Build Your Own Amazon Kindle 2
Given the amount of books (or newspapers) I read, $350 or $400 is a bit much. However, including a better web browser or RSS reader would definitely get my attention. But I’m not sure they’d want to without also implementing a monthly data fee. I’d rather see an iPhone Kindle app, despite the small and bright screen, because it’s a device I already own and Amazon is offering great rates on digital editions of their books.

AT&T’s CV Leaves Me Feeling Lost

Is this AT&T licensing MobiTV or is this a separate initiative? The best mobile video is still serving yourself via a Slingbox or Hava placeshifter. Requires more tech skills to set up and may or may not be cheaper in the long run (if you already have a data plan, it probably is), but you get everything you already pay for (and hopefully record) at home. Regarding your quality concerns, MediaFLO service is probably the best subscription service. But it’s limited live channels and limited regions are a drawback.

Yahoo Mail Chases Gmail with IM and SMS Features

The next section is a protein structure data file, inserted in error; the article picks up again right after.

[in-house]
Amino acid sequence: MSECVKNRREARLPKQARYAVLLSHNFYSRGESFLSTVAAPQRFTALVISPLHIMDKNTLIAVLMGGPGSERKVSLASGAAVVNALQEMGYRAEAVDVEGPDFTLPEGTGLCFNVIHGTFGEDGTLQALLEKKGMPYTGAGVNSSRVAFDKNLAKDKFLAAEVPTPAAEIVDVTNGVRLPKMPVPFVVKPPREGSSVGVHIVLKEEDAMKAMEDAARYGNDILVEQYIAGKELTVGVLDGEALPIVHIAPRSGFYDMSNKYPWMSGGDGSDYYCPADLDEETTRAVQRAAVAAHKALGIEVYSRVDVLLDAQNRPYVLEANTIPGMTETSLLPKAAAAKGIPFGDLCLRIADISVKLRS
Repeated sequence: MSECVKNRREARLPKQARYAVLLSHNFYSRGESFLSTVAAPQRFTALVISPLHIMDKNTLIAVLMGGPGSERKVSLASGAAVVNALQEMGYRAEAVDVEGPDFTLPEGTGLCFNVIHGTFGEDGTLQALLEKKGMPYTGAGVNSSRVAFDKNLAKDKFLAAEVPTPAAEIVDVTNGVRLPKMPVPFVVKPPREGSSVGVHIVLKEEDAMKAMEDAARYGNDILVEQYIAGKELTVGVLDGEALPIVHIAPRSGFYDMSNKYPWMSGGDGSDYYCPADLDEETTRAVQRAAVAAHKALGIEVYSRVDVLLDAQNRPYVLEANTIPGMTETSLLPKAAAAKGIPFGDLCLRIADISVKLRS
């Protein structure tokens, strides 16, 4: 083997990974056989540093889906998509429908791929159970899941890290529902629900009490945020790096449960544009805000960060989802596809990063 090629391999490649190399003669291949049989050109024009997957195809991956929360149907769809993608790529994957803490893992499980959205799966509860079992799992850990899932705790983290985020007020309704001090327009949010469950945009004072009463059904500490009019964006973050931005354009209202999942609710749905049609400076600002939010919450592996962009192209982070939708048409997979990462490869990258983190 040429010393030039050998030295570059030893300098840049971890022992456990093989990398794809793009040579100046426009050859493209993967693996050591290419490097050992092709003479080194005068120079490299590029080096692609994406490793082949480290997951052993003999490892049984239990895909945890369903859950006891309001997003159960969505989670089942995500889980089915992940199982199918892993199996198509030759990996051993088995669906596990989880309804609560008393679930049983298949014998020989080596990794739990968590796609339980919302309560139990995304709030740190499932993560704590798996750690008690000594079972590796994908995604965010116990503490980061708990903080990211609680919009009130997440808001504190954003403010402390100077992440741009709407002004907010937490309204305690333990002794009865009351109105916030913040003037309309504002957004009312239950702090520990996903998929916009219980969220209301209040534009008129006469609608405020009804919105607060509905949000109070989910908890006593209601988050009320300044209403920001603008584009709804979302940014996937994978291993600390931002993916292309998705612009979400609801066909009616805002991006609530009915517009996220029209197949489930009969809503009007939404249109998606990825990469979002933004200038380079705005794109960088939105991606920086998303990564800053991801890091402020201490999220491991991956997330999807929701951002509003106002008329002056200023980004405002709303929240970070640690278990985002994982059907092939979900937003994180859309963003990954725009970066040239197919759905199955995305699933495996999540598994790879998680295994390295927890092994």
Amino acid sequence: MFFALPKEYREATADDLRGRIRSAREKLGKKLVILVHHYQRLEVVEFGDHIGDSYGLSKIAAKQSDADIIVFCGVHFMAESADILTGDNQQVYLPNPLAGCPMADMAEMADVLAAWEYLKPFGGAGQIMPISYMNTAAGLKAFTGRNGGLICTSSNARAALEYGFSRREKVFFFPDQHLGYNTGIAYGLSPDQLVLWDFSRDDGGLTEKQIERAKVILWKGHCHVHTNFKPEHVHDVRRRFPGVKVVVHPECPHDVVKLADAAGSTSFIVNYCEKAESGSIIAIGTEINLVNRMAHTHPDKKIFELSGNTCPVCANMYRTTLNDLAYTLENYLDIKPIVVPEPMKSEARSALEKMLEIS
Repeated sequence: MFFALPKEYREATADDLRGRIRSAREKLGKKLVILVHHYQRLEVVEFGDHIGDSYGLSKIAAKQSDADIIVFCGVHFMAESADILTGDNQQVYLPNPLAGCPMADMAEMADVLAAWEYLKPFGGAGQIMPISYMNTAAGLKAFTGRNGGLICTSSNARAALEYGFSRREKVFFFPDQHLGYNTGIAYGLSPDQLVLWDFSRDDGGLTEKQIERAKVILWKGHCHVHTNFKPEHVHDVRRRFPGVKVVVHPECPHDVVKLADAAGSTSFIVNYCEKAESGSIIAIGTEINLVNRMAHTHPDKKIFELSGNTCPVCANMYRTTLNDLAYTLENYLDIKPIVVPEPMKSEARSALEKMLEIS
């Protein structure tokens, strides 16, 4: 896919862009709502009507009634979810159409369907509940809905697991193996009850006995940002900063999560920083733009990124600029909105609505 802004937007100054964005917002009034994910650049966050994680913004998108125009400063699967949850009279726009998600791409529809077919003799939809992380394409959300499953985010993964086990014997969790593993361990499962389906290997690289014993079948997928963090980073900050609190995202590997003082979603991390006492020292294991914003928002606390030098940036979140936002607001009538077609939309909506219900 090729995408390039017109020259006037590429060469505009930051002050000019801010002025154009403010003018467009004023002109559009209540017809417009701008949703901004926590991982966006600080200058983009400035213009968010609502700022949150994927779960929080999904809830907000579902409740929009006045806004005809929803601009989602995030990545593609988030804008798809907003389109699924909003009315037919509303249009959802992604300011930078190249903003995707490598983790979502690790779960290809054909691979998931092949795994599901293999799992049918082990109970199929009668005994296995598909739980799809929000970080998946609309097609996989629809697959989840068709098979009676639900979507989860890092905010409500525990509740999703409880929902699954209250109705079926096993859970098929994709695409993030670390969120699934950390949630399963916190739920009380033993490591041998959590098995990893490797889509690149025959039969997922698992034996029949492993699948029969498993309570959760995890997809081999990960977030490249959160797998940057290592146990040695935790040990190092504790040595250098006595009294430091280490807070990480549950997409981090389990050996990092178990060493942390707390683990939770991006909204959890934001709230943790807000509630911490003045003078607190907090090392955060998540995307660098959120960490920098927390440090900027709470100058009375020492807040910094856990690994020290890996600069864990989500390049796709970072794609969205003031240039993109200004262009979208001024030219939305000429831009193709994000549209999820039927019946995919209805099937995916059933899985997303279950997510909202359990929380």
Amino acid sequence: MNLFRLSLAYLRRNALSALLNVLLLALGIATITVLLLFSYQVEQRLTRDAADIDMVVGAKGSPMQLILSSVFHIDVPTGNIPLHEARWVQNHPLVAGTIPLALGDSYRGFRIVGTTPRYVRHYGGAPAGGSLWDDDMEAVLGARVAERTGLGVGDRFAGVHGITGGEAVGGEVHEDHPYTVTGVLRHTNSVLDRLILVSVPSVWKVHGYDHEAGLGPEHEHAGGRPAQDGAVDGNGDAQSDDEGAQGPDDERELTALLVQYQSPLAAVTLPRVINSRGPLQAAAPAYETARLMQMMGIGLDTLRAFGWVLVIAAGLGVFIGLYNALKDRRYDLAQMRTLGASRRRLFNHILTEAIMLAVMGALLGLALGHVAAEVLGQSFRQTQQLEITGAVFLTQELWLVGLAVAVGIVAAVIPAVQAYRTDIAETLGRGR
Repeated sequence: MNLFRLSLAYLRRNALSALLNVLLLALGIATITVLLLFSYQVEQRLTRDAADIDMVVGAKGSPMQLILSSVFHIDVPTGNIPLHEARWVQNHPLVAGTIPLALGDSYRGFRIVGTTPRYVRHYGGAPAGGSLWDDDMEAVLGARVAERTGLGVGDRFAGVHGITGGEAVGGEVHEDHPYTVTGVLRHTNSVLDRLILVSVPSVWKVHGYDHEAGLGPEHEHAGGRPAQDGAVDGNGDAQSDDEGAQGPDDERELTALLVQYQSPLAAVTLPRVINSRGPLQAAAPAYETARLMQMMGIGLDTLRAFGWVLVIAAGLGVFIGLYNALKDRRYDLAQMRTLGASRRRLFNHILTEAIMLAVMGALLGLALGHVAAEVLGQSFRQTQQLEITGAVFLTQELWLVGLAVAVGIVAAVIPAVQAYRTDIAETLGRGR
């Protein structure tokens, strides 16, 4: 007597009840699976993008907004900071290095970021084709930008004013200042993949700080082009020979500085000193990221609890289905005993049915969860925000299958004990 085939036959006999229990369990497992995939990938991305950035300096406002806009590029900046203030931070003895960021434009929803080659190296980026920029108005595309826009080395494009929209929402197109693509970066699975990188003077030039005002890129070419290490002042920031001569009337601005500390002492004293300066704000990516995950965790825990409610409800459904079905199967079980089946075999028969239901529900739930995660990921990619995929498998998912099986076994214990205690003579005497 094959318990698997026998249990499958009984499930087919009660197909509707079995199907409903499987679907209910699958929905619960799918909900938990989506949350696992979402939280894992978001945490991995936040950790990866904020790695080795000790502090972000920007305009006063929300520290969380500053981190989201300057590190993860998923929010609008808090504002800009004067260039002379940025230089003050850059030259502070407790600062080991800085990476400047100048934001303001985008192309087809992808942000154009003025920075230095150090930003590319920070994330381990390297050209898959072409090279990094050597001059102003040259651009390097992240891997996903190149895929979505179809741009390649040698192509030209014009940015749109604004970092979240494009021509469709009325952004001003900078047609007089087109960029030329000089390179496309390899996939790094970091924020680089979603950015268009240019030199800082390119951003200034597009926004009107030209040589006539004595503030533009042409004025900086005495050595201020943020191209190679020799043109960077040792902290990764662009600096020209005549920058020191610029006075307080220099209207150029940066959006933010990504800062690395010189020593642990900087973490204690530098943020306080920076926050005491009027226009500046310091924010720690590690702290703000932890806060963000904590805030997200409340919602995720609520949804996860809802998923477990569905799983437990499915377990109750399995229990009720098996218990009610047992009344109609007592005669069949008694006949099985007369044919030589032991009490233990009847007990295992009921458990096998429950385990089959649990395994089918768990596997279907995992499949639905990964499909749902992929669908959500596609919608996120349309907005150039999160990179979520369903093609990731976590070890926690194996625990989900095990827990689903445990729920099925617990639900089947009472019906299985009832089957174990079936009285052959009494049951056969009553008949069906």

Another user of Yahoo Plus for $20 or $25/yr. NO ads in the interface or signature and BETTER spam filtering than the free account. Well worth it in my opinion, been paying for years. The only thing I really envy Gmail users for is IMAP. I dislike Gmail’s organization paradigm and prefer good, ole fashioned folders. And the UI doesn’t appeal to me. Although their new themes open possibilities. I’ve been using Yahoo Mail since like 1999, and that’s the biggest reason I probably wouldn’t change. But man do I need IMAP, Yahoo!

Opera Mini 4.2 for Android goes gold

The video thing is significant… since I thought the Android G1 shipped without a player! Wonder what files/codecs/enclosures it’s capable of handling. Hm.

4,000 Plugins
All the more reason for a tighter framework that somehow limits rogue or poorly coded plugins from impacting WordPress, the db, or the server. An early build of Disqus 2.0 duplicated 10,000+ comments in my database, for example. And that was unintentional. I’ve had other scripts that churn and churn, spawning processes that aren’t cleaned up, etc. Wonder what someone with an agenda could accomplish. Which is why I want things like Super Cache in the code, so I know it’s been tested and retested by lots of folks. Oh yeah, I love and depend on WordPress. So don’t take this the wrong way. Shoot, I’d happily pay for it if you charged.